You knew you’d be asked once you got back?

Yeah. It seems like something people can relate to. Most people have dreams. And I was curious, too, what they would be like. And they’re pretty wacky.

What’s sleeping in microgravity like physically? Is it easier to fall asleep than on Earth? Is it harder to wake up?

I think it’s harder to sleep. When we live on Earth, all day long in our daily lives, we’re opposing gravity. When you come home and lie on the couch, you’re more comfortable than you were at work. When you lie in bed, you’re more comfortable than you were on the couch. I think that change in levels of relaxation and comfort helps you go to sleep.

In space, whether you’re working on a computer or doing an experiment or eating or watching a movie—pretty much everything, with the exception of exercising—it’s the same level of exertion, which is nothing. You’re just floating there. So when it’s time to go to sleep, you just close your eyes. For me, it’s harder.

There are some things that are good about it. If you have chronic pain—I’ve got bad shoulders and a bad back and neck—those things don’t hurt as much. But you also have new issues. Your spine might hurt in a different way because now it’s elongated in the absence of gravity.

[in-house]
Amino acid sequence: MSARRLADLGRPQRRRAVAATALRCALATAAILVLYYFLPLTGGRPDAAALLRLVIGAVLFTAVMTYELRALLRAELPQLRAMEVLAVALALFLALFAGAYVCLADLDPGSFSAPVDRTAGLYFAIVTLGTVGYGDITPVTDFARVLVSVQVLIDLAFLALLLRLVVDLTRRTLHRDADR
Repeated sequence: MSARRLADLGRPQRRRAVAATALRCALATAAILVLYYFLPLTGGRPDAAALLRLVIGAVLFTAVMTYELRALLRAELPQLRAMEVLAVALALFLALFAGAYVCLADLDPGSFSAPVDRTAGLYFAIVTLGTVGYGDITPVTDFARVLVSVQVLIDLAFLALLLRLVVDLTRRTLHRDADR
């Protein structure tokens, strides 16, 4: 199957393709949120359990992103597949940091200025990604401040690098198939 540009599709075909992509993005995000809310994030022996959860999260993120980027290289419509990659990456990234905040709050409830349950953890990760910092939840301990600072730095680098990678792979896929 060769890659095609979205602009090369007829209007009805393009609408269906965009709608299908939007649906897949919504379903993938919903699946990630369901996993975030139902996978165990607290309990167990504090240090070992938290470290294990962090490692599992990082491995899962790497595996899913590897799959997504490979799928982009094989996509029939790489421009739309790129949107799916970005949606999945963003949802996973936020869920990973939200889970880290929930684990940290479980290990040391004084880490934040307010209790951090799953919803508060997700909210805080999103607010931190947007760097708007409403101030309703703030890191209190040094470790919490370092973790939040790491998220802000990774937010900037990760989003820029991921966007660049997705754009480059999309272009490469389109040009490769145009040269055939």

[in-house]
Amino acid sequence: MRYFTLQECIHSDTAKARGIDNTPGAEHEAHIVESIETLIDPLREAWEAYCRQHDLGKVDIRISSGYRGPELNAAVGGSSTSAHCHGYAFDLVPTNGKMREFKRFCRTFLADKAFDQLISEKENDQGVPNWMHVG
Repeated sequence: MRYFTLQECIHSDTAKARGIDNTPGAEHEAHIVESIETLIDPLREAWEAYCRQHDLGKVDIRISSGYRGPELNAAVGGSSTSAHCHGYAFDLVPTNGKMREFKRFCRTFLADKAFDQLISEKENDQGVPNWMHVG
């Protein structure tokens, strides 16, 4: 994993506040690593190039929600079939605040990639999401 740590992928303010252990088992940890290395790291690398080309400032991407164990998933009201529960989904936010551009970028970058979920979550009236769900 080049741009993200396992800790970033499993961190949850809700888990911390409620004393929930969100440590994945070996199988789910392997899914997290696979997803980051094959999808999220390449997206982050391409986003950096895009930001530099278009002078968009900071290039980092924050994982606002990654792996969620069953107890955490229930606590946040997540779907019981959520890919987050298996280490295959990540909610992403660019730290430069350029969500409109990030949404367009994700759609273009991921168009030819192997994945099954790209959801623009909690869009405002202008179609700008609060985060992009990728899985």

Especially at higher altitudes, like on my first flight, for the Hubble Mission [STS-103, December 1999], sometimes you’ll see cosmic rays with your eyes closed. They’re these bright little flashes. That’s kind of a distraction, especially when you consider that that cosmic ray didn’t just hit your retina, it also went through your brain.

It’s noisy [aboard the International Space Station]. It can be warm in the crew quarters because it’s difficult to control the temperature. A lot of people think it would be really great to be floating all the time and that you’d sleep better. I sleep better on Earth than I did in space. Especially now.

Did you ever talk to Mikhail Kornienko [the Russian cosmonaut who also spent a year in space] about his mission? Do you ever compare notes?